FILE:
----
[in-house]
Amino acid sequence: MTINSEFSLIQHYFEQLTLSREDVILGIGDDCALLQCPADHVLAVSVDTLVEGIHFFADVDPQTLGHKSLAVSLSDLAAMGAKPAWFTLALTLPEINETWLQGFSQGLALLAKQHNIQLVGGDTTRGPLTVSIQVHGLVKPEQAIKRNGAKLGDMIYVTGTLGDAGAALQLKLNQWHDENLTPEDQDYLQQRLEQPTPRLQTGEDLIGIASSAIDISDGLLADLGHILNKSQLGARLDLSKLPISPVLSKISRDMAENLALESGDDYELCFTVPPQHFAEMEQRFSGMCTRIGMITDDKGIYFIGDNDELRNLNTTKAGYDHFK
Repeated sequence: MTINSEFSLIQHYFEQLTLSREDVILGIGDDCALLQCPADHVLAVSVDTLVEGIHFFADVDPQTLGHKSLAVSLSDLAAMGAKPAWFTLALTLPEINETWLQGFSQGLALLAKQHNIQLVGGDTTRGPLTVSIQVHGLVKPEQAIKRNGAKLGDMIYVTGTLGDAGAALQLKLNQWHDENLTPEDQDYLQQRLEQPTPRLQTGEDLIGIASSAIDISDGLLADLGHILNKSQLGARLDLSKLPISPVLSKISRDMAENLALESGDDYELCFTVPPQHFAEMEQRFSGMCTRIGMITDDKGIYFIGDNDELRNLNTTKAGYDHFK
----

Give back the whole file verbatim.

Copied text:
[in-house]
Amino acid sequence: MTINSEFSLIQHYFEQLTLSREDVILGIGDDCALLQCPADHVLAVSVDTLVEGIHFFADVDPQTLGHKSLAVSLSDLAAMGAKPAWFTLALTLPEINETWLQGFSQGLALLAKQHNIQLVGGDTTRGPLTVSIQVHGLVKPEQAIKRNGAKLGDMIYVTGTLGDAGAALQLKLNQWHDENLTPEDQDYLQQRLEQPTPRLQTGEDLIGIASSAIDISDGLLADLGHILNKSQLGARLDLSKLPISPVLSKISRDMAENLALESGDDYELCFTVPPQHFAEMEQRFSGMCTRIGMITDDKGIYFIGDNDELRNLNTTKAGYDHFK
Repeated sequence: MTINSEFSLIQHYFEQLTLSREDVILGIGDDCALLQCPADHVLAVSVDTLVEGIHFFADVDPQTLGHKSLAVSLSDLAAMGAKPAWFTLALTLPEINETWLQGFSQGLALLAKQHNIQLVGGDTTRGPLTVSIQVHGLVKPEQAIKRNGAKLGDMIYVTGTLGDAGAALQLKLNQWHDENLTPEDQDYLQQRLEQPTPRLQTGEDLIGIASSAIDISDGLLADLGHILNKSQLGARLDLSKLPISPVLSKISRDMAENLALESGDDYELCFTVPPQHFAEMEQRFSGMCTRIGMITDDKGIYFIGDNDELRNLNTTKAGYDHFK